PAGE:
INBS inquiry hearings delayed by Fingleton ill health
The three-person panel had planned to restart hearings after the summer
Michael Fingleton, one of four former INBS executives subject to the inquiry into seven alleged contraventions at the lender between August 2004 and September 2008. File photograph: Alan Betson
An inquiry into alleged regulatory breaches at now-defunct Irish Nationwide Building Society (INBS) has been unable to resume hearings since the summer due to the ill health of the lender’s former managing director, Michael Fingleton.
Mr Fingleton is one of four former INBS executives subject to the inquiry into seven alleged contraventions at the lender between August 2004 and September 2008.
Public hearings began last December, with 26 witnesses having given evidence by the end of June under the first phase of the inquiry – into the workings of INBS’s credit committee. The three-person panel, led by chairwoman Marian Shanley, had planned to restart hearings after the summer.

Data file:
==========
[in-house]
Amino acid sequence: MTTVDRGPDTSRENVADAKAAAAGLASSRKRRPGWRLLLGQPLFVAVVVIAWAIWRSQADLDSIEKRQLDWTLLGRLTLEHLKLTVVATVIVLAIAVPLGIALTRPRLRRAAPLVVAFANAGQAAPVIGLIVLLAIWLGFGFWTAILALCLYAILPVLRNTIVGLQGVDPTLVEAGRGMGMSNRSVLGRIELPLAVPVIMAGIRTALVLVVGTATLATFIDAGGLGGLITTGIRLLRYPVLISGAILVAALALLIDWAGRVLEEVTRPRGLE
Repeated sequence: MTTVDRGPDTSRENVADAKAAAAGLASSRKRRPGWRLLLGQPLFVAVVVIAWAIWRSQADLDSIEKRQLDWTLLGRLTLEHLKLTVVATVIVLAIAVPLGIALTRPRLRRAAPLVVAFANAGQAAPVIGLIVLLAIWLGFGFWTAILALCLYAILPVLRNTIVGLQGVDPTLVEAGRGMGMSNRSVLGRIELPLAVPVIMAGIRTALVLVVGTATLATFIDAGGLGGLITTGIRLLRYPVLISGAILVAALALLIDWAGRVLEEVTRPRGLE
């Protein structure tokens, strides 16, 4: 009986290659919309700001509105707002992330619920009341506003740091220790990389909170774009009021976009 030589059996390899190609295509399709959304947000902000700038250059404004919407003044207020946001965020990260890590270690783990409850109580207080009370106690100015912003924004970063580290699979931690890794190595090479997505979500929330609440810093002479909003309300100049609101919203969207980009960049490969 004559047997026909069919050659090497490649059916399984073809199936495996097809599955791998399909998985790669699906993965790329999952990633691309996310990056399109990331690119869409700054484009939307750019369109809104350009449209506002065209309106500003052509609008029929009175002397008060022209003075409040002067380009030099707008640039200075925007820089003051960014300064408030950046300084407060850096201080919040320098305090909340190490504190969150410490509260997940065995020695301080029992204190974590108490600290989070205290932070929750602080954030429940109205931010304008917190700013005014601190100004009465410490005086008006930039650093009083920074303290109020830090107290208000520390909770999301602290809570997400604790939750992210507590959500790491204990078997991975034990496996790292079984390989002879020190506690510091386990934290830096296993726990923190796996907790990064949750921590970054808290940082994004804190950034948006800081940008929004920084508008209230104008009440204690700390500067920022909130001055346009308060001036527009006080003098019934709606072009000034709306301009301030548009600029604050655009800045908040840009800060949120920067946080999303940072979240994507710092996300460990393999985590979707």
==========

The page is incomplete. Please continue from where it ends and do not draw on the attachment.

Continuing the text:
“Due to the illness of one of the persons concerned, the inquiry is not currently in a position to resume hearings,” said a spokeswoman for the Central Bank, which decided to establish the inquiry in 2015. “However the matter is being kept under constant review, and the work of the inquiry is continuing.”
The spokeswoman declined to identify the individual, whom sources have named as Mr Fingleton. Mr Fingleton did not respond to efforts from The Irish Times to secure comment from him.
Hearings had been delayed earlier this year for a number of weeks as Mr Fingleton, who turned 80 in January, went through a period of ill health.
The other three men subject to the investigation are INBS’s former finance director John Stanley Purcell, one-time commercial lending manager Tom McMenamin, and Gary McCollum, who once led the society’s UK lending activities from a base in Belfast.
A fifth man, former INBS chairman Michael Walsh, reached a settlement with the regulator in February, in which he was fined €20,000 and banned from managing a regulated financial services firm for three years.
Mr Walsh admitted his ultimate responsibility for certain breaches, even though he was never involved in the day-to-day management of INBS, which cost taxpayers €5.4 billion to rescue during the financial crisis.